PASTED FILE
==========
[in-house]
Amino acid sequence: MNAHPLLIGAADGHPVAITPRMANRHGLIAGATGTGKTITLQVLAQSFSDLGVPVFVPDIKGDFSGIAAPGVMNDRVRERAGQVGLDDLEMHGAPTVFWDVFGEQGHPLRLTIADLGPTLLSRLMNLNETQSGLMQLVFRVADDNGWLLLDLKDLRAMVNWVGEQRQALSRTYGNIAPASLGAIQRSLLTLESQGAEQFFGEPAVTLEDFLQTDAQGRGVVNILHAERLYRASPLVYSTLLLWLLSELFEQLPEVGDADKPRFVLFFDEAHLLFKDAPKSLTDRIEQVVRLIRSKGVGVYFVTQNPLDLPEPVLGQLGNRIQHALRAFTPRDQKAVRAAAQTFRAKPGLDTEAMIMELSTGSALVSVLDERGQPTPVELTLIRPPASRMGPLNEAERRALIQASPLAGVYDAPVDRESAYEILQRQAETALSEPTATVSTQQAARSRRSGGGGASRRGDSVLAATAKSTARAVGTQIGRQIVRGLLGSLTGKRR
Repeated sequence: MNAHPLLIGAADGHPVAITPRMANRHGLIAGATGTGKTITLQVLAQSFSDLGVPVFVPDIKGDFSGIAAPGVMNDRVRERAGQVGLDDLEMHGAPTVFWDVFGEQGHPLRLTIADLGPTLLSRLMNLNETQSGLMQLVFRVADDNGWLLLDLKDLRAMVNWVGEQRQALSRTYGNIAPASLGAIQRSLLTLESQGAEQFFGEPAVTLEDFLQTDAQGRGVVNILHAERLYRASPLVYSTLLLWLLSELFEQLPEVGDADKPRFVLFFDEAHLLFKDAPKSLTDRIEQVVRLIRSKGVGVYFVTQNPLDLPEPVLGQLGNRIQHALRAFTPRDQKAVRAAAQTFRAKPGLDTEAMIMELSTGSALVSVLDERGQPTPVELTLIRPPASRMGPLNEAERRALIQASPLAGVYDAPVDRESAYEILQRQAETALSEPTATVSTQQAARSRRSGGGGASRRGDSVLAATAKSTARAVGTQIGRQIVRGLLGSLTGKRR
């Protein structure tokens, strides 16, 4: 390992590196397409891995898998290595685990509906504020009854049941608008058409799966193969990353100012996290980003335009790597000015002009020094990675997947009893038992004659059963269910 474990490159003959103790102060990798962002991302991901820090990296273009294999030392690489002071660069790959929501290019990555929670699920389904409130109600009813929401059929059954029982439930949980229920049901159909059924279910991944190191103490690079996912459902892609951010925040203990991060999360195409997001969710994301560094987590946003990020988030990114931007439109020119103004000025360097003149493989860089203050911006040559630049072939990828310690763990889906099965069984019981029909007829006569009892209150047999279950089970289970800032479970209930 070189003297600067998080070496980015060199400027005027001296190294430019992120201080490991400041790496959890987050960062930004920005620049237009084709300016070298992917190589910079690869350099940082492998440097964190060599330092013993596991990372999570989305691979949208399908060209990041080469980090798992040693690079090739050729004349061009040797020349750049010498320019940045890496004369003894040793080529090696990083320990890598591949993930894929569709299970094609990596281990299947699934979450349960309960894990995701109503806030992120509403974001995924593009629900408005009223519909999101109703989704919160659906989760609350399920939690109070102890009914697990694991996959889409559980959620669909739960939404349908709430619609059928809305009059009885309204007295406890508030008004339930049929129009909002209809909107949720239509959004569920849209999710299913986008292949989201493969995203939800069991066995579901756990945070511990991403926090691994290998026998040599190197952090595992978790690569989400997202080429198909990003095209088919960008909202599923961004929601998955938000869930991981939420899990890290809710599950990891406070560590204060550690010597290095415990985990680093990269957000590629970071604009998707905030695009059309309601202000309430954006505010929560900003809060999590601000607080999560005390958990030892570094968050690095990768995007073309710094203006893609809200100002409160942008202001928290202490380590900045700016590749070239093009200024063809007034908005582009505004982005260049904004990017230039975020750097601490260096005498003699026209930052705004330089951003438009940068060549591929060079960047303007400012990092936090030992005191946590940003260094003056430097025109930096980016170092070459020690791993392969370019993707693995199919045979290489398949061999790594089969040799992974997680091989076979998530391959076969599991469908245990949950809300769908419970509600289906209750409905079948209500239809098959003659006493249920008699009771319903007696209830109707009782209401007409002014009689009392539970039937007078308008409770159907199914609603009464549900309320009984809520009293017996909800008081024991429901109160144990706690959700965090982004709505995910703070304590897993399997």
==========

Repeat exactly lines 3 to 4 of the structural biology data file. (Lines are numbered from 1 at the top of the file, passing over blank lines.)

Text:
Repeated sequence: MNAHPLLIGAADGHPVAITPRMANRHGLIAGATGTGKTITLQVLAQSFSDLGVPVFVPDIKGDFSGIAAPGVMNDRVRERAGQVGLDDLEMHGAPTVFWDVFGEQGHPLRLTIADLGPTLLSRLMNLNETQSGLMQLVFRVADDNGWLLLDLKDLRAMVNWVGEQRQALSRTYGNIAPASLGAIQRSLLTLESQGAEQFFGEPAVTLEDFLQTDAQGRGVVNILHAERLYRASPLVYSTLLLWLLSELFEQLPEVGDADKPRFVLFFDEAHLLFKDAPKSLTDRIEQVVRLIRSKGVGVYFVTQNPLDLPEPVLGQLGNRIQHALRAFTPRDQKAVRAAAQTFRAKPGLDTEAMIMELSTGSALVSVLDERGQPTPVELTLIRPPASRMGPLNEAERRALIQASPLAGVYDAPVDRESAYEILQRQAETALSEPTATVSTQQAARSRRSGGGGASRRGDSVLAATAKSTARAVGTQIGRQIVRGLLGSLTGKRR
């Protein structure tokens, strides 16, 4: 390992590196397409891995898998290595685990509906504020009854049941608008058409799966193969990353100012996290980003335009790597000015002009020094990675997947009893038992004659059963269910 474990490159003959103790102060990798962002991302991901820090990296273009294999030392690489002071660069790959929501290019990555929670699920389904409130109600009813929401059929059954029982439930949980229920049901159909059924279910991944190191103490690079996912459902892609951010925040203990991060999360195409997001969710994301560094987590946003990020988030990114931007439109020119103004000025360097003149493989860089203050911006040559630049072939990828310690763990889906099965069984019981029909007829006569009892209150047999279950089970289970800032479970209930 070189003297600067998080070496980015060199400027005027001296190294430019992120201080490991400041790496959890987050960062930004920005620049237009084709300016070298992917190589910079690869350099940082492998440097964190060599330092013993596991990372999570989305691979949208399908060209990041080469980090798992040693690079090739050729004349061009040797020349750049010498320019940045890496004369003894040793080529090696990083320990890598591949993930894929569709299970094609990596281990299947699934979450349960309960894990995701109503806030992120509403974001995924593009629900408005009223519909999101109703989704919160659906989760609350399920939690109070102890009914697990694991996959889409559980959620669909739960939404349908709430619609059928809305009059009885309204007295406890508030008004339930049929129009909002209809909107949720239509959004569920849209999710299913986008292949989201493969995203939800069991066995579901756990945070511990991403926090691994290998026998040599190197952090595992978790690569989400997202080429198909990003095209088919960008909202599923961004929601998955938000869930991981939420899990890290809710599950990891406070560590204060550690010597290095415990985990680093990269957000590629970071604009998707905030695009059309309601202000309430954006505010929560900003809060999590601000607080999560005390958990030892570094968050690095990768995007073309710094203006893609809200100002409160942008202001928290202490380590900045700016590749070239093009200024063809007034908005582009505004982005260049904004990017230039975020750097601490260096005498003699026209930052705004330089951003438009940068060549591929060079960047303007400012990092936090030992005191946590940003260094003056430097025109930096980016170092070459020690791993392969370019993707693995199919045979290489398949061999790594089969040799992974997680091989076979998530391959076969599991469908245990949950809300769908419970509600289906209750409905079948209500239809098959003659006493249920008699009771319903007696209830109707009782209401007409002014009689009392539970039937007078308008409770159907199914609603009464549900309320009984809520009293017996909800008081024991429901109160144990706690959700965090982004709505995910703070304590897993399997």